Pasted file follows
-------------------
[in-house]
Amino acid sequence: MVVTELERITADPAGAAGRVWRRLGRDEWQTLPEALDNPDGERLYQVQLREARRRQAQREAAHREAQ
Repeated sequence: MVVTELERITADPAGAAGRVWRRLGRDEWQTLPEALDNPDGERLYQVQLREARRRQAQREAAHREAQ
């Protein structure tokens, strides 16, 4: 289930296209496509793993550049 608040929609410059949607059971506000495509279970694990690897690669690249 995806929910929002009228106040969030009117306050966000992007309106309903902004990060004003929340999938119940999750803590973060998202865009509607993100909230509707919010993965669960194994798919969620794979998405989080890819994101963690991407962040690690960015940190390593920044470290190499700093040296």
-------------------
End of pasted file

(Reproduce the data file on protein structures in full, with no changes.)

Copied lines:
[in-house]
Amino acid sequence: MVVTELERITADPAGAAGRVWRRLGRDEWQTLPEALDNPDGERLYQVQLREARRRQAQREAAHREAQ
Repeated sequence: MVVTELERITADPAGAAGRVWRRLGRDEWQTLPEALDNPDGERLYQVQLREARRRQAQREAAHREAQ
């Protein structure tokens, strides 16, 4: 289930296209496509793993550049 608040929609410059949607059971506000495509279970694990690897690669690249 995806929910929002009228106040969030009117306050966000992007309106309903902004990060004003929340999938119940999750803590973060998202865009509607993100909230509707919010993965669960194994798919969620794979998405989080890819994101963690991407962040690690960015940190390593920044470290190499700093040296």